Audacity has stood out among the West Coast garage-punk pack since the 2009 release of debut LP Power Drowning Hipster (Burger Records). That album’s blend of powerpop storytelling, West Coast skater punk bravado, and neo-garage fuzz has been built upon since, culminating with this, the band’s fourth album.
The new long-player is for the most part what you’d expect. A little predictability is okay when expectations include hyperactive singalongs such as album opener “Counting the Days.” Hyperactivity levels are so high that it’s easy to picture these guys as the real-life embodiment of Bill and Ted’s Wyld Stallyns, had those dudes fallen in love with air guitar riffs via a stack of Burger cassettes instead of hair metal.
Although “Dirty Boy,” “Hypo,” and “Fire” add to Audacity’s growing soundtrack of party jams, the most rewarding tracks break that mold and prove that these guys are not one note ponies. Take for example “Umbrellas,” a mellow ‘60s pop tune that allows the vocals and lyrics to shine. Baroque pop might’ve sounded like this if it’d followed ’70s powerpop instead of preceding it. It’s a case of young musicians growing by digging a little deeper into rock’s back pages.
Choppy, abrasive shout-along “Baseball” is reminiscent sonically of Jay Reatard, the Functional Blackouts, and other grimy forefathers of modern garage-punk. That is to say this is the type of song you’d associate more with Chicago Blackout Fests of yore than any Burger Records-sponsored shindig. Lyrically, the song finds most people too concerned about their favorite sports team to notice that the whole world is sailing up shit creek. It’s the type of social commentary early LA punks spouted when the members of Audacity were only gleams in their daddy’s eyes. “Overrated” has a similar appeal, giving the album two songs that’d suit your next punk rock DJ playlist.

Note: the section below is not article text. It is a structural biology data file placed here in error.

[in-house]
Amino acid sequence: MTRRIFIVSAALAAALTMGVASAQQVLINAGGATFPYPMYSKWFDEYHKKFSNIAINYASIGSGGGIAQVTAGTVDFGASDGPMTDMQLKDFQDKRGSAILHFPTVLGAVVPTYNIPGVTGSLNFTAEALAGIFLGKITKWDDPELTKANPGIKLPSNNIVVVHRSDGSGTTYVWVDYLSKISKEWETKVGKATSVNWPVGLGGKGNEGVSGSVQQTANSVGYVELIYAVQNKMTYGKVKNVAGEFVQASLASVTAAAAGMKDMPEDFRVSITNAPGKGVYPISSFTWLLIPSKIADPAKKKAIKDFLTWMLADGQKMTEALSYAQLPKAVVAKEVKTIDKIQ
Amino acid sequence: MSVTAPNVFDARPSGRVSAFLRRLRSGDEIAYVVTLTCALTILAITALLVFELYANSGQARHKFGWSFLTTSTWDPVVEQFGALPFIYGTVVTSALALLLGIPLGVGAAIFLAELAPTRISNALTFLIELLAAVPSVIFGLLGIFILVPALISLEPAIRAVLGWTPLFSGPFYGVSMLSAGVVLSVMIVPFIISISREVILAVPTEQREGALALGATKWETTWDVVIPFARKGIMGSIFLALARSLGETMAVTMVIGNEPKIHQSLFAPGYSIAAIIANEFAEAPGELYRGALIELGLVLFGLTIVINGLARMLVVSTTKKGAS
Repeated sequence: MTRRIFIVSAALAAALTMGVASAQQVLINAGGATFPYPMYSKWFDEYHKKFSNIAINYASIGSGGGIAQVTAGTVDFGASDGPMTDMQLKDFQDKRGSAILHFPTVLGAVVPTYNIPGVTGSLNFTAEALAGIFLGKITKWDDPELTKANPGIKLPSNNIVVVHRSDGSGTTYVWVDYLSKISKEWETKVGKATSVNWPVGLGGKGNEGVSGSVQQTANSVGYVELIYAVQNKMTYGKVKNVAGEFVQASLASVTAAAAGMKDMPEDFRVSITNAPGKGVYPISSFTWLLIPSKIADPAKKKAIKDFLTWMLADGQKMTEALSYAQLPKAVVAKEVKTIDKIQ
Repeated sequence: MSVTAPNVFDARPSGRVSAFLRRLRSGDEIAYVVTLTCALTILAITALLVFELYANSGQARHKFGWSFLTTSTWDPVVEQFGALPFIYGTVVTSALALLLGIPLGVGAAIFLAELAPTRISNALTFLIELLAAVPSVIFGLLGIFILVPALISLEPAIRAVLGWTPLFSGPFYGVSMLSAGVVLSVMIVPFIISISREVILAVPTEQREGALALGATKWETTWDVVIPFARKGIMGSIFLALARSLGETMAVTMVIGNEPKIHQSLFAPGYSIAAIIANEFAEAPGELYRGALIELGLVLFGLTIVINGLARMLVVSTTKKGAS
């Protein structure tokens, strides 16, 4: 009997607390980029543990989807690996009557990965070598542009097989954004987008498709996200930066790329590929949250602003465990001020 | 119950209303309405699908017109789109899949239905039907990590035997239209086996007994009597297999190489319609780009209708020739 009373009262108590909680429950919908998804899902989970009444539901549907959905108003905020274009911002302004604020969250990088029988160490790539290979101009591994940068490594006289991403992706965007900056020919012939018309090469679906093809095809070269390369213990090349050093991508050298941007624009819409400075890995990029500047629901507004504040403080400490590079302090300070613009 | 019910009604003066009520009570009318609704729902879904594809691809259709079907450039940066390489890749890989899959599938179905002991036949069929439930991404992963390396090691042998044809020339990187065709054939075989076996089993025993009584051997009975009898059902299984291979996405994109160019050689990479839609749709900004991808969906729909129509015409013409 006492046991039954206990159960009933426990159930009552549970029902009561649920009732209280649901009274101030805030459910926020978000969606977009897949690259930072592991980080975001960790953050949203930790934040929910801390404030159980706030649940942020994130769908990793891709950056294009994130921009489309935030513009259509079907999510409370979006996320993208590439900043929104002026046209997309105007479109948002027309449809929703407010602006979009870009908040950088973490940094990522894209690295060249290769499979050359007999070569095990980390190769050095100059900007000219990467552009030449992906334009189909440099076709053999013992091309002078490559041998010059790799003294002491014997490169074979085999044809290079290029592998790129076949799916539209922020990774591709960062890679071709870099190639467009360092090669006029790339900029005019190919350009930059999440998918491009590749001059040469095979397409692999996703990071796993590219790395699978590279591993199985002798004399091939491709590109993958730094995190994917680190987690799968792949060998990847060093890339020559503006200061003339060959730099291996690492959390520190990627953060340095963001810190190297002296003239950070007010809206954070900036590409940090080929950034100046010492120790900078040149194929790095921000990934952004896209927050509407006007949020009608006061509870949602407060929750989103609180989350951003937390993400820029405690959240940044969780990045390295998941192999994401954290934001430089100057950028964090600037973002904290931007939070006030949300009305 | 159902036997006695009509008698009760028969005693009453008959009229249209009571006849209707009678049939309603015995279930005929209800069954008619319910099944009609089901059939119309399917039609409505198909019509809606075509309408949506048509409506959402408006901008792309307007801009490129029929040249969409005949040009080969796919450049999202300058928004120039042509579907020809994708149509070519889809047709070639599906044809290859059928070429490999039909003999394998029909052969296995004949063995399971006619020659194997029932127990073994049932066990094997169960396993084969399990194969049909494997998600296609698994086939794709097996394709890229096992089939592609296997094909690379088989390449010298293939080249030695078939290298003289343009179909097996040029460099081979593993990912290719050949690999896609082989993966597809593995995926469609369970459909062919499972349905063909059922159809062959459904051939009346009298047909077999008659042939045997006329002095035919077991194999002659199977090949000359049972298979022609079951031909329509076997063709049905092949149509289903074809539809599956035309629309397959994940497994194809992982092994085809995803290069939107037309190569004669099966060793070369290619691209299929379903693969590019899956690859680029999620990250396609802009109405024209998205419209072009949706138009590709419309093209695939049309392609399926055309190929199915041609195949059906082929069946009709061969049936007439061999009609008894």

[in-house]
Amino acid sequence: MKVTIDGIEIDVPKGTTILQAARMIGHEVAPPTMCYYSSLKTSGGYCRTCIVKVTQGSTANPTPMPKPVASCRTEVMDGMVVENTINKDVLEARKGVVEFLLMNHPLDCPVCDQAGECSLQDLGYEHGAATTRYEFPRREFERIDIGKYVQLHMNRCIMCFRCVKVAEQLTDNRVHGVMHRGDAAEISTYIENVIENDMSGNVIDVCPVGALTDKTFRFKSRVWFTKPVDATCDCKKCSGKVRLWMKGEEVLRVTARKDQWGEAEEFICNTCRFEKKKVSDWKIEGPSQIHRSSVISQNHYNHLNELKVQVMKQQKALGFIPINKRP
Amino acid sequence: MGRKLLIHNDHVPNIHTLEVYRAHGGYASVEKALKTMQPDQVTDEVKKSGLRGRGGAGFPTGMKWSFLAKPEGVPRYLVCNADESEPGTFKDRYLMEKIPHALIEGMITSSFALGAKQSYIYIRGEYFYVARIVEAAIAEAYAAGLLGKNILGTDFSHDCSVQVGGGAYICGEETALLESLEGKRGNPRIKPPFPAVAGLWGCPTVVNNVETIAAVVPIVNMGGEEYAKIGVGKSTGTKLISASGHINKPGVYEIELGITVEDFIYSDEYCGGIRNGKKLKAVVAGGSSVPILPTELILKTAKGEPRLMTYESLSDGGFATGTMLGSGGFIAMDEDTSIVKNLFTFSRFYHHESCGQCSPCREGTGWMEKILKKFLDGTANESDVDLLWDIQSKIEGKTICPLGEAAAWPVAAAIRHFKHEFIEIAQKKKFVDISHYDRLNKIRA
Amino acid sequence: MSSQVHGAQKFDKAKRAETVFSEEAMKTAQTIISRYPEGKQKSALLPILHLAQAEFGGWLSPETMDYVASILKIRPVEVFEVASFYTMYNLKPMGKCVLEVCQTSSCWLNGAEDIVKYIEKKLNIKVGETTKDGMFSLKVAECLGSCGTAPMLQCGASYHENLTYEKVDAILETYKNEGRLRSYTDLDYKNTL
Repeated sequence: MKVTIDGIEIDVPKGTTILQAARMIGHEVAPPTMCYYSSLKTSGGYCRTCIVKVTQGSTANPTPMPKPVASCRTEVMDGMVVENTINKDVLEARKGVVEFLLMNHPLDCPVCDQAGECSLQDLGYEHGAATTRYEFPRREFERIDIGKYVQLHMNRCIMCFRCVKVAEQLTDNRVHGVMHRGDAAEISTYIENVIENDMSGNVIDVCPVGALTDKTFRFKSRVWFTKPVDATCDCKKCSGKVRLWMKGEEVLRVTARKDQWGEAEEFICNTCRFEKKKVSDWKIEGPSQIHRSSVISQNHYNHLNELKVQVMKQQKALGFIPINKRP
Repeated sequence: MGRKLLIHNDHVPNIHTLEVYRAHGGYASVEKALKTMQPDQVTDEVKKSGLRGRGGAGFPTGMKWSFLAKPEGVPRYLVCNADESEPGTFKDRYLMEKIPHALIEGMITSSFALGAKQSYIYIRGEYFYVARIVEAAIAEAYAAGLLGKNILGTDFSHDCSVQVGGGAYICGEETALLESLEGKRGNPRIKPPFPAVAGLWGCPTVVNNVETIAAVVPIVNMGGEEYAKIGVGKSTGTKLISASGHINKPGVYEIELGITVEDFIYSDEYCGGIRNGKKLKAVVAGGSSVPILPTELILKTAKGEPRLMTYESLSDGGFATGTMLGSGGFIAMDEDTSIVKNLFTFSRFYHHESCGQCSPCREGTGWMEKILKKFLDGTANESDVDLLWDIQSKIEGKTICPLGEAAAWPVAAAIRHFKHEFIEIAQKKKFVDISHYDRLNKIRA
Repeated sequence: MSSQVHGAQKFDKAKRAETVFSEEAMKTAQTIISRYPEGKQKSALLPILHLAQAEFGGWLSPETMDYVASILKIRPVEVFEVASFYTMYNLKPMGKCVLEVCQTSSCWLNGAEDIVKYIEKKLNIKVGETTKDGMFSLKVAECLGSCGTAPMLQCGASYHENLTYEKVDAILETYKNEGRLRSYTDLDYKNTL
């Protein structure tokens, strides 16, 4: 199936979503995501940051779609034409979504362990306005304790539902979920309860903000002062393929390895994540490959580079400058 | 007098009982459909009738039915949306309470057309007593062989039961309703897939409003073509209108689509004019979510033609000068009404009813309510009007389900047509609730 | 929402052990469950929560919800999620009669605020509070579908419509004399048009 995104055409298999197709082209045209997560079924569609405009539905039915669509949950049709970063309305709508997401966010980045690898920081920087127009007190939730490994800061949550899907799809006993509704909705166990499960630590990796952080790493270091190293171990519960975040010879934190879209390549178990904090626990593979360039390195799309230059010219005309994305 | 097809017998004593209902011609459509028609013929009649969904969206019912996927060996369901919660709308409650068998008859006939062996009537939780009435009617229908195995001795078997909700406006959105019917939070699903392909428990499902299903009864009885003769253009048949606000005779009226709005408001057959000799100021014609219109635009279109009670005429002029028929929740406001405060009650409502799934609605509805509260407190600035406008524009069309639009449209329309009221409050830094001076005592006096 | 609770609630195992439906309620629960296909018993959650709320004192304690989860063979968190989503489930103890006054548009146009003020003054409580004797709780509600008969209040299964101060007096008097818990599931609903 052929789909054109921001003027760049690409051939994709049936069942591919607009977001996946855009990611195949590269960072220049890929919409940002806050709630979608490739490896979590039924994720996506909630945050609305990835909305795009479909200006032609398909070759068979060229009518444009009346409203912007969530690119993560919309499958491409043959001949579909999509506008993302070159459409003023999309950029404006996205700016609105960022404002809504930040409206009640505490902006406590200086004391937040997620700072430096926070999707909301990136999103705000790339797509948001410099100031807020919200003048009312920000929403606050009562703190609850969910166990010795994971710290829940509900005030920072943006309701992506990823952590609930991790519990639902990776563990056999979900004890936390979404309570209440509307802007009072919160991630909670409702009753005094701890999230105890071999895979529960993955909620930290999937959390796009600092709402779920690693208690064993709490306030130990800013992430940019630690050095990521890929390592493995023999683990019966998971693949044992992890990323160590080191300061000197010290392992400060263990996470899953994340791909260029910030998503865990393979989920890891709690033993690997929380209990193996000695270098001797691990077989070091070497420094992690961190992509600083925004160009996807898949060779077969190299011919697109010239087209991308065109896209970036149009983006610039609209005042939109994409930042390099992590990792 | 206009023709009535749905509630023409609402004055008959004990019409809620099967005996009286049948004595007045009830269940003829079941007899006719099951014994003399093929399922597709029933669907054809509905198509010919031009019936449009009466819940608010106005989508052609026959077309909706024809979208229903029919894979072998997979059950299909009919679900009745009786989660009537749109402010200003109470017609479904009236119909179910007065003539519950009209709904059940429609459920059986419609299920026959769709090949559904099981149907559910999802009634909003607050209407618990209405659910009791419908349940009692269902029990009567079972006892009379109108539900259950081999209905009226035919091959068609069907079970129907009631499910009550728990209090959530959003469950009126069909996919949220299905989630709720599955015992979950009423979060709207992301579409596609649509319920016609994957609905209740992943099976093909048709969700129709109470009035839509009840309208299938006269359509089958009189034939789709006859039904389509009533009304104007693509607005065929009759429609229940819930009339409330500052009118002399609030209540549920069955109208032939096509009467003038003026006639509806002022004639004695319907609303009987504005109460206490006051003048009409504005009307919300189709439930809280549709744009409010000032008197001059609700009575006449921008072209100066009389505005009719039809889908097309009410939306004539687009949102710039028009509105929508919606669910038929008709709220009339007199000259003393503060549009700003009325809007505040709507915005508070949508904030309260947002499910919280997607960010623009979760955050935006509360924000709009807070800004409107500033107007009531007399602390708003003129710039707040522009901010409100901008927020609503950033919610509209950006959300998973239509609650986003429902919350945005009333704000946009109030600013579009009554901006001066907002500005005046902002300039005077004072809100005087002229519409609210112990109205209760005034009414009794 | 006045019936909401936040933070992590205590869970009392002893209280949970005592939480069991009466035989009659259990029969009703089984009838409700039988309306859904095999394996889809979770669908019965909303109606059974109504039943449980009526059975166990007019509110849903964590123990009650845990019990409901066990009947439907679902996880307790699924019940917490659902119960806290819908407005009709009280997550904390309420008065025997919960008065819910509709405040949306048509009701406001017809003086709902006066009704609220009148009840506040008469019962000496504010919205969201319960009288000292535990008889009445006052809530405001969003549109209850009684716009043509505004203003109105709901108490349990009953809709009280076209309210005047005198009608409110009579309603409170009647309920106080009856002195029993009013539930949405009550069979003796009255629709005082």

Closer “Lock on the Door” is different in an unorthodox way. The groovy, pop accessible track sounds like a Weezer demo or some other ’90s relic. It’s not the best song on the album by any stretch, but it shows a willingness to embrace varied influences that leaves the sound and feel of future releases a mystery.
Overall, it’s a short album, cramming 12 songs into 32 minutes. It’s barely longer than a sitcom and has some of the same appeal. Familiar faces and guaranteed laughs get you to tune in, with hopes that the writers deviate from the norm to create something meaningful and memorable. Audacity meanders from the script just enough to keep fans on their toes, scattering punk and throwback pop between the expected party jams.